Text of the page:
Is Evidence-based Psychiatry Ethical?
Rated as one of the top 15 breakthroughs in medicine over the last 150 years, evidence-based medicine (EBM) has become highly influential in medicine. Put simply, EBM promotes a seemingly irrefutable, principle: that decision-making in medical practice should be based, as much as possible, on the most up-to-date research findings. EBM has been particularly popular within psychiatry, a field that is haunted by a legacy of controversial interventions. For advocates, anchoring psychiatric practice in research data makes psychiatry more scientific valid and ethically legitimate. Few, however, have questioned whether EBM, a concept pioneered by those working in other areas of medicine, can be applied to psychiatric disorders. In this groundbreaking book, the Canadian psychiatrist and ethicist Mona Gupta analyzes the basic assumptions of EBM, and critically examines their applicability to psychiatry. By highlighting the basic ethical tensions between psychiatry and EBM, the author addresses the fundamental and controversial question - should psychiatrists practice evidence-based medicine at all?
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1 What does evidence have to do with ethics?
2 What is evidencebased medicine?
4 Psychiatry and evidencebased psychiatry
5 The critique of evidencebased psychiatry
6 The ethics of evidencebased medicine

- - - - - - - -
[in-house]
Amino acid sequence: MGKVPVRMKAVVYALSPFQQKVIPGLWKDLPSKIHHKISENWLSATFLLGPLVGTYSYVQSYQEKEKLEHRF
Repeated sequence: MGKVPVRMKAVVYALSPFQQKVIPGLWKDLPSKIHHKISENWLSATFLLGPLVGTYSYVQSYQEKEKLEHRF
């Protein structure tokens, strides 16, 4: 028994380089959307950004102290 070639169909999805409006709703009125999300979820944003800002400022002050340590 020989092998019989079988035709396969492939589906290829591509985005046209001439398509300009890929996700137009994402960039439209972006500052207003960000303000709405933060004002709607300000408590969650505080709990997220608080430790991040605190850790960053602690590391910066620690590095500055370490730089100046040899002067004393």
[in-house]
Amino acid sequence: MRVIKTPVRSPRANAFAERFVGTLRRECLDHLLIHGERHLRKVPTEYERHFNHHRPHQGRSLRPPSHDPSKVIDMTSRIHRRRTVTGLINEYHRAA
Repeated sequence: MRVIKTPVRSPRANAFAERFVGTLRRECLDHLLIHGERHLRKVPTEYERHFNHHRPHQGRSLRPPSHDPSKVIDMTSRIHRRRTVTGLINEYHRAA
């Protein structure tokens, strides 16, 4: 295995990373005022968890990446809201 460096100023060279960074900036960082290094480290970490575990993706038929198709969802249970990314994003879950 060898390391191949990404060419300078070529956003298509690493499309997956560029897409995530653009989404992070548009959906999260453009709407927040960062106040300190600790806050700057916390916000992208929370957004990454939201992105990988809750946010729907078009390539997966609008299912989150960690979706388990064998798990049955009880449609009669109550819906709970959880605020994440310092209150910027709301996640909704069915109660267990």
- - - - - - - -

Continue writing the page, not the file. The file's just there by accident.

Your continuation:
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achieve active ingredient American Psychiatric Association antidepressants apply approach argued best evidence Bioethics biopsychosocial model British Medical Journal Chapter claim clinical decision-making clinical decisions clinical expertise clinical research clinical trials clinicians concept criteria critical appraisal debate defined discussed disease drug EBM developers EBM’s authors effective epistemological ethical practice ethical values ethics of EBM Evaluation in Clinical evidence hierarchy evidence-based medicine evidence-based practice evidence-based psychiatry example experience guides Guyatt harm Haynes identify improved health outcomes integration internal validity interpretation interventions interview issues Journal of Evaluation knowledge major depression means mental disorders mental health offer one’s participants philosophical physicians placebo potential practise EBM practitioners preferences problem prognostic psychiatric disorders psychiatric practice psychotherapy publication bias qualitative research questions randomized randomized controlled trials research data research methods research studies social sources specific Straus symptoms theory therapeutic therapy tion treatment types Users